I'd love to be able to tell you that the Helm is markedly different than its competitors - good or bad - when it comes to chassis rigidity, but I'd be talking out of my ass if I said that. At 160lbs and with my local trail conditions alternating between what I'd describe as either Arctic or underwater, I can't make a definitive call on this one. I will say, however, that with 35mm stanchions and its burly looking casting, I doubt that anyone is going to find the Helm to not be torsionally rigid enough for them. My guess: if you don't judge a Pike or 36 to be flexy, you won't find the Helm flexy.

The fork's axle is extremely easy to use in the field, and while I'm a fan of a proper bolt-on thru-axle, the D-Loc design presented exactly zero issues. It's just as quick as a Maxle or Fox's thru-axle - remember, you don't need to unthread the Helm's axle from the fork - even though the D-Loc axle needs to be oriented correctly and you need to open and close the latch. It's easy to use and, probably more important, it feels quite robust.

I ended up with about 15 psi less than where Cane Creek recommends starting for air pressure, which is roughly half of your weight. That'd put me at 80 PSI, but 65 PSI made more sense for my trails and the conditions. The Helm's air spring also feels relatively progressive, which, when compared to other forks on the market, is a pleasant surprise. The Doubleair volume adjustment system is effective, but I did find that I preferred the fixed piston in a higher position, and even with the pressure I was running it still felt like it ramped up enough for my liking. Compare this with the 36s and Pikes I've spent a lot of time on that usually have at least a few air volume tokens installed.
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The slippery, active stroke and relatively low air pressure might have you thinking that I spent most of the time deep in the Helm's travel, but that wasn't the case at all, with a feeling of ample support rather than that 'hammock' sensation that air suspension can sometimes provide when your spring rate isn't firm enough.

There's no wrong answer when it comes to suspension setup, just so long as you're not entirely out to lunch, but I've always preferred a more damped feel than what a lot of other riders like. If you rode my bike, you might note that the fork has a fair bit of low-speed compression and low-speed rebound; this is what I've tended to gravitate towards, regardless of if I'm on a Pike, 36, Mattoc, or any other fork. But not the Helm, it seems.

Riding the fork with the LSC dial nearly closed, and then fully open before working my way towards a setting I liked, showed that my happy place wasn't where I expected it to be. My damper settings ended up comparably open, partly because of the wet and relatively slow trail conditions and partly because I found the Helm to offer more support and control than what I've become used to. After a handful of rides, my LSC ended up at 11 clicks out, my HSC at nine clicks out, and the LSR at a heavier five clicks out from fully in.


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I have no illusions that those numbers won't change when things dry out, but where the dials ended up, along with the fork's air spring, have me believing that the Helm's tune is probably best suited to riders who will appreciate the support and controlled feel that the fork provides. While it's still very early days as far as testing goes, I know that when I ride a Pike or 36, my settings are firmer all around and there are at least a few volume spacers installed to get the forks where I like them. This is not a bad thing at all, but it is simply indicative of the RockShox and Fox forks being designed to make the large majority of riders happy, whereas the Helm's tune seems to suit a more aggressive rider straight out of the box.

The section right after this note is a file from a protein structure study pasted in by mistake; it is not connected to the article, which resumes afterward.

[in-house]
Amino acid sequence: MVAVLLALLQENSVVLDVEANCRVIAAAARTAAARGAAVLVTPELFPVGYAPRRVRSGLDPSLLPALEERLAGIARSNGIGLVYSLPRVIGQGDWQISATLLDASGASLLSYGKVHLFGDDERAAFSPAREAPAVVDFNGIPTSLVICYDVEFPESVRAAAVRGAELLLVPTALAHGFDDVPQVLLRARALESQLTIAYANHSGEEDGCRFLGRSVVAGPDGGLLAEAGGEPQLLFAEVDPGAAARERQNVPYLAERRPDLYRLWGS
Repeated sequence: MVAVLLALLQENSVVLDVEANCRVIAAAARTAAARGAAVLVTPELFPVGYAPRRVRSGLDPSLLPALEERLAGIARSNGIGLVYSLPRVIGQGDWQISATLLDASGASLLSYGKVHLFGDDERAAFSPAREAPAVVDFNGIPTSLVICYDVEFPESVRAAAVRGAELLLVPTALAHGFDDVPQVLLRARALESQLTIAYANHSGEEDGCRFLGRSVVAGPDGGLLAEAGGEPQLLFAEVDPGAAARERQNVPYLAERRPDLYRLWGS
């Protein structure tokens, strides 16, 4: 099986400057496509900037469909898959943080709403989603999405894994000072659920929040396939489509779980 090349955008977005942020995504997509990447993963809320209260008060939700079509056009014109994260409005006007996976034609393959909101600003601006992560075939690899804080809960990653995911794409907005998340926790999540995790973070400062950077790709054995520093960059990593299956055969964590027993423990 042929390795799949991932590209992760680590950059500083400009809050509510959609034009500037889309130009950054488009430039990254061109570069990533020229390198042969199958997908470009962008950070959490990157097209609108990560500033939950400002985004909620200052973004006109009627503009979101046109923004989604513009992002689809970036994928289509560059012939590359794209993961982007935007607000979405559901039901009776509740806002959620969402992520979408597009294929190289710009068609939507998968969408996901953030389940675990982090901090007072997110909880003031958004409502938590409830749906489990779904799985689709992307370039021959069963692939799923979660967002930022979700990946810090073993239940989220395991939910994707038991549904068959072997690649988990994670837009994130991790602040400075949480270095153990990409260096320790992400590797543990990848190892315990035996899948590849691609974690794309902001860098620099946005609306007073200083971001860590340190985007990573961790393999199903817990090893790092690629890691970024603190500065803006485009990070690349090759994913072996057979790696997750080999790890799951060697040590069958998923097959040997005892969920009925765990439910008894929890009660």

With two different Helm forks on rotation, expect a long-term review down the road that tackles the fork's reliability and that will include more in-depth riding impressions.


249 Comments

  • + 159
 It looks like a good first iteration! I think this will help the fork industry stay competitive.
  • + 53
 Notice the test bikes both have Fox shocks. Wink I hope the higher competition means lower prices for consumers!
  • - 22
flag torero (Mar 1, 2017 at 8:07) (Below Threshold)
 Meh, very expensive
  • + 28
 @moefosho: Yes, as we have witnessed in the dropper post market.
  • + 45
 @torero: If it was $300 you wouldn't want it because it would be an entry level fork. High performance isn't cheap in any sport.
  • + 23
 Im in! Im so sick of these dumbed down 3 position, suspensions. Good enough isnt good enough.
  • + 91
 Just like Profile they didn't even ask if they could brand a product after me, Bastards.
  • + 13
 @moefosho: or just high prices all around like everything else in the bike world #tenthousanddollarnorco
  • + 8
 Cane Creek, please employ the "higher negative air pressure" concept to your Double Barrel Air!
  • + 7
 @moefosho: They needed something reliable to complete the test
  • + 12
 I think added competition is good but I have serious questions on CC reliability lately. I will not be an earlier adopter.......waiting for the next major revision after the initial consumer testing
  • + 26
 Pricing is out of control in this industry. I found a conversion van on craigslist for $1100 that I can turn into an RV/Camper, that'll drive me to the places where I like to ride my bike that I also bought used, complete, that didn't cost $1100.

But hey, spend your money on whatever you like. I'll be the one buying it used off you next season for 60% less.
  • + 7
 I agree, excellent new choices. I thought the RXF 34 was the new Sheriff in town then Cane Creek dropped this. Öhlins is like: "What the Helm!"
  • + 9
 170mm down to 100mm. This fork has alot in comen with me and my push Rod.
  • + 3